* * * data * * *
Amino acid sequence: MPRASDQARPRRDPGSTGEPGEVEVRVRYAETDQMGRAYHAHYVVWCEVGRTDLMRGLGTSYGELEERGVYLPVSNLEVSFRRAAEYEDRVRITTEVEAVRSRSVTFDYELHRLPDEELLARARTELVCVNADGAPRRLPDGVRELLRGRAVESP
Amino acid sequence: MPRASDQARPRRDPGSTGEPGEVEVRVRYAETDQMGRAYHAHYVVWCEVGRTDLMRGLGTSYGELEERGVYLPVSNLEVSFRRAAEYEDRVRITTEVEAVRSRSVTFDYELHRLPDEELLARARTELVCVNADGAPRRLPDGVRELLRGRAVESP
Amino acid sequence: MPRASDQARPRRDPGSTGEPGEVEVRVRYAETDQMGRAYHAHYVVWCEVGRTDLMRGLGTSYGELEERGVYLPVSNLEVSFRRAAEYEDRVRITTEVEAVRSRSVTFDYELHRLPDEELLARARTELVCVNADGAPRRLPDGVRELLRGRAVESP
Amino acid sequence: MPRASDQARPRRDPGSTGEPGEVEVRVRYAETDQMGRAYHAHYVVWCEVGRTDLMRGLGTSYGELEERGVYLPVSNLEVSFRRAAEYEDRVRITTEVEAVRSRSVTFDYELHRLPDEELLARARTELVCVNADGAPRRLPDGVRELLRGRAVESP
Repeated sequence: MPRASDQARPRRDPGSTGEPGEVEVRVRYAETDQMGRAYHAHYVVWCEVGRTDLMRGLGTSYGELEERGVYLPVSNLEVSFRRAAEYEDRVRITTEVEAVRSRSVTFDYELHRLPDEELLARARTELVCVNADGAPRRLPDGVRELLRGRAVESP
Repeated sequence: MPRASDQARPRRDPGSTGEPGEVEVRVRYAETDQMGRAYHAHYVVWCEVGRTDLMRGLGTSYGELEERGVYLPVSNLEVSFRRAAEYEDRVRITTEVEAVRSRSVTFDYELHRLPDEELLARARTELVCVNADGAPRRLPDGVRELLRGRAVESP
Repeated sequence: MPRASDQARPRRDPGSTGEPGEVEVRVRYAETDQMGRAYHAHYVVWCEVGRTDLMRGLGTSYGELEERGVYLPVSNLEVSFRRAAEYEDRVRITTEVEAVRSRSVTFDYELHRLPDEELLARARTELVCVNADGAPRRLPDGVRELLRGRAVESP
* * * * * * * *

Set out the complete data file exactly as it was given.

Amino acid sequence: MPRASDQARPRRDPGSTGEPGEVEVRVRYAETDQMGRAYHAHYVVWCEVGRTDLMRGLGTSYGELEERGVYLPVSNLEVSFRRAAEYEDRVRITTEVEAVRSRSVTFDYELHRLPDEELLARARTELVCVNADGAPRRLPDGVRELLRGRAVESP
Amino acid sequence: MPRASDQARPRRDPGSTGEPGEVEVRVRYAETDQMGRAYHAHYVVWCEVGRTDLMRGLGTSYGELEERGVYLPVSNLEVSFRRAAEYEDRVRITTEVEAVRSRSVTFDYELHRLPDEELLARARTELVCVNADGAPRRLPDGVRELLRGRAVESP
Amino acid sequence: MPRASDQARPRRDPGSTGEPGEVEVRVRYAETDQMGRAYHAHYVVWCEVGRTDLMRGLGTSYGELEERGVYLPVSNLEVSFRRAAEYEDRVRITTEVEAVRSRSVTFDYELHRLPDEELLARARTELVCVNADGAPRRLPDGVRELLRGRAVESP
Amino acid sequence: MPRASDQARPRRDPGSTGEPGEVEVRVRYAETDQMGRAYHAHYVVWCEVGRTDLMRGLGTSYGELEERGVYLPVSNLEVSFRRAAEYEDRVRITTEVEAVRSRSVTFDYELHRLPDEELLARARTELVCVNADGAPRRLPDGVRELLRGRAVESP
Repeated sequence: MPRASDQARPRRDPGSTGEPGEVEVRVRYAETDQMGRAYHAHYVVWCEVGRTDLMRGLGTSYGELEERGVYLPVSNLEVSFRRAAEYEDRVRITTEVEAVRSRSVTFDYELHRLPDEELLARARTELVCVNADGAPRRLPDGVRELLRGRAVESP
Repeated sequence: MPRASDQARPRRDPGSTGEPGEVEVRVRYAETDQMGRAYHAHYVVWCEVGRTDLMRGLGTSYGELEERGVYLPVSNLEVSFRRAAEYEDRVRITTEVEAVRSRSVTFDYELHRLPDEELLARARTELVCVNADGAPRRLPDGVRELLRGRAVESP
Repeated sequence: MPRASDQARPRRDPGSTGEPGEVEVRVRYAETDQMGRAYHAHYVVWCEVGRTDLMRGLGTSYGELEERGVYLPVSNLEVSFRRAAEYEDRVRITTEVEAVRSRSVTFDYELHRLPDEELLARARTELVCVNADGAPRRLPDGVRELLRGRAVESP